I have buried both my parents and seen two of my sisters pass away over the years. Tears were shed, grief dealt with, but having to euthanise my 20-year-old cat Gracie was one of the hardest things I have ever done. It completely undid me. I felt utterly bereft. And before you have a go at me saying “its just an animal” let me elaborate and do me the courtesy of reading the whole story before you pass judgement or comment.
Gracie came into my world shortly after I returned to Australia in 2000. She was an RSPCA stray and was already one-year-old when I chose her. A little grey tabby, she caught my eye and I took her home. I live alone, and have done for many years — so Gracie was my companion. Older than all of my grandchildren, she just was always there. A quiet and undemanding girl, she would enjoy a warm lap and, of course, I let her sleep on my bed.
Through several house moves she adapted well. Through a flood and threat of bushfires, she managed. Always a tough and healthy little moggy, she never required many vet visits so was not a great expense.
She was always there when I returned from a holiday or after having a surgery. Her warm little furry body was a constant; a reassuring presence in my world.
As she grew older, I felt she was matching me as I aged. We both were bit cranky and liked things the way we liked them. I pandered to her needs, and willingly slept on the corner of the bed while she sprawled in the middle. The softness of her fur, the gentleness of her eyes and her companionship as we would sit outside getting some sun meant so much to me.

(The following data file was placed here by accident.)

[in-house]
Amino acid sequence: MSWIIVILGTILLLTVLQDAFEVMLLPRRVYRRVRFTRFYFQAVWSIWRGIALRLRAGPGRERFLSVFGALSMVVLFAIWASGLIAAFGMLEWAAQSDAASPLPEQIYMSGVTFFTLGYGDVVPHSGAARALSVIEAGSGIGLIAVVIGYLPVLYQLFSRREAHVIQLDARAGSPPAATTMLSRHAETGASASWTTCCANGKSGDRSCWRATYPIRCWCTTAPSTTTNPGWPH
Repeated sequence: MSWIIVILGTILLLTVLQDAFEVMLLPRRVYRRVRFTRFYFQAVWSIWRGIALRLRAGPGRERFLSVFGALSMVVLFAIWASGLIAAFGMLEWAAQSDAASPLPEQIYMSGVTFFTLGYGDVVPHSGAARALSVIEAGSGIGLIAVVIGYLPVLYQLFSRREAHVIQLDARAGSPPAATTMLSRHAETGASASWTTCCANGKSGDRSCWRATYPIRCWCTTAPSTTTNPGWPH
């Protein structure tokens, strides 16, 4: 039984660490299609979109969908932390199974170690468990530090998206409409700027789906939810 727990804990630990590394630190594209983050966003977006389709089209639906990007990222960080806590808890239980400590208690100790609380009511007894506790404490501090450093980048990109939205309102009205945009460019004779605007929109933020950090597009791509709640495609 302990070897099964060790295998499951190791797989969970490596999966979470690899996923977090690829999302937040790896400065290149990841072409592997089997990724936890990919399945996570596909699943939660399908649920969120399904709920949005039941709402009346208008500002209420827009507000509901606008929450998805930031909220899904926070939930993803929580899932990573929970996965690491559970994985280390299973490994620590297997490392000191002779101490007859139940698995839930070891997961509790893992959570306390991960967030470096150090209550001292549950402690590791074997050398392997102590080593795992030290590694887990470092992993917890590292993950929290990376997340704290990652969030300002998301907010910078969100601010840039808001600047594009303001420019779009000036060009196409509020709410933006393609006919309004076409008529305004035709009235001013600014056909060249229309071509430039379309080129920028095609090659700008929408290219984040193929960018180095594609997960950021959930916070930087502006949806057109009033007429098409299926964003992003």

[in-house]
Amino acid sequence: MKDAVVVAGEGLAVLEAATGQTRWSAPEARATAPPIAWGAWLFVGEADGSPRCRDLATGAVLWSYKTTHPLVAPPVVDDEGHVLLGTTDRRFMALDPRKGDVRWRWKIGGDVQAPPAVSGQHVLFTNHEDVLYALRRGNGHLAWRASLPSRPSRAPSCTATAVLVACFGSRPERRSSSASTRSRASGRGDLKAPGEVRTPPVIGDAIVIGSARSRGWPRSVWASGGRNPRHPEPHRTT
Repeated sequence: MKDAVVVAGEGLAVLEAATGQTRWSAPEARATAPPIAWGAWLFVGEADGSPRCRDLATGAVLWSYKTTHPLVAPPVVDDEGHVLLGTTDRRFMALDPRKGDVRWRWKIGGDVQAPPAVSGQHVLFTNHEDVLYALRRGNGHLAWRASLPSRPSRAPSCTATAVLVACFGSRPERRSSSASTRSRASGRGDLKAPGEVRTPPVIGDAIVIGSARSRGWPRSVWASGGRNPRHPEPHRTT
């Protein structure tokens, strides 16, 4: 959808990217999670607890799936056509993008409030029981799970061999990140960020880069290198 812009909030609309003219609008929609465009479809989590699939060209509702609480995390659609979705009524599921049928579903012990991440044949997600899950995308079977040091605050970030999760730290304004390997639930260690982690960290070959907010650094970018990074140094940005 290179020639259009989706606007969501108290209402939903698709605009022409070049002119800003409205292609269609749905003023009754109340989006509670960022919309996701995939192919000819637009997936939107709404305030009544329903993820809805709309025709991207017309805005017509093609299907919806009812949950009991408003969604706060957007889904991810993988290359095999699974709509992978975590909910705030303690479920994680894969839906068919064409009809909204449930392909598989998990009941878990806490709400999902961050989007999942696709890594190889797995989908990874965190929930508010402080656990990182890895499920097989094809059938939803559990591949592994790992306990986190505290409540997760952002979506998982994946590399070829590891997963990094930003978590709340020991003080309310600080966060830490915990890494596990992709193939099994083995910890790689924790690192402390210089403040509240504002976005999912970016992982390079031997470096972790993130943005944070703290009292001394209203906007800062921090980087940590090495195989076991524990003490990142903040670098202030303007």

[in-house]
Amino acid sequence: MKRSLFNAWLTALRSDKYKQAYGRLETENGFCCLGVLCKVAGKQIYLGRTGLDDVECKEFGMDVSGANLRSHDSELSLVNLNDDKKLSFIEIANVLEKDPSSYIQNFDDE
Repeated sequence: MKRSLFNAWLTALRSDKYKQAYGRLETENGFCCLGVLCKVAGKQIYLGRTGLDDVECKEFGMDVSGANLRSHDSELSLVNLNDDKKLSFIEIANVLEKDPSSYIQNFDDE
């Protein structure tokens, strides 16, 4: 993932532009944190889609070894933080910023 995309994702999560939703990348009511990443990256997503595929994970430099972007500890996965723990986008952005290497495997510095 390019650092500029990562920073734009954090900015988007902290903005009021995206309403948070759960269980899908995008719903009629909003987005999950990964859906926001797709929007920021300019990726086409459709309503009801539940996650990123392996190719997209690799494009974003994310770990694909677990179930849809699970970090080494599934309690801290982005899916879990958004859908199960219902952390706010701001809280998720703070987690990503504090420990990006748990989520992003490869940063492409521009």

I recently had surgery and was not as perceptive as I should have been. Sure, her fur was getting matted, she had had one shave to remove the tangles, but could not have another due to the anaesthetic being too strong, so I just tried to comb them out. She was 20 after all. Most of the day she spent sleeping and much of the night she wandered around and kept me awake.
Recently I noticed she was bumping into things. She had gone blind overnight. She would get herself stuck into places and I would have to get her out. She was hobbling and disorientated. She looked distressed and it hurt me so much.
I knew I had to do it. I put it off and put it off, then made the phone call.
The vet and the nurse came to my home and I said goodbye to my beautiful girl. I’m crying as I write this. I’ve cried a lot since we buried her. I will not get another as I am renting and it makes things harder. Yet I am sad. I loved her dearly and miss her so much.
Let me tell you, grieving for a pet is real. Please never pass cruel judgement on those of us who have loved our pets and mourn their deaths.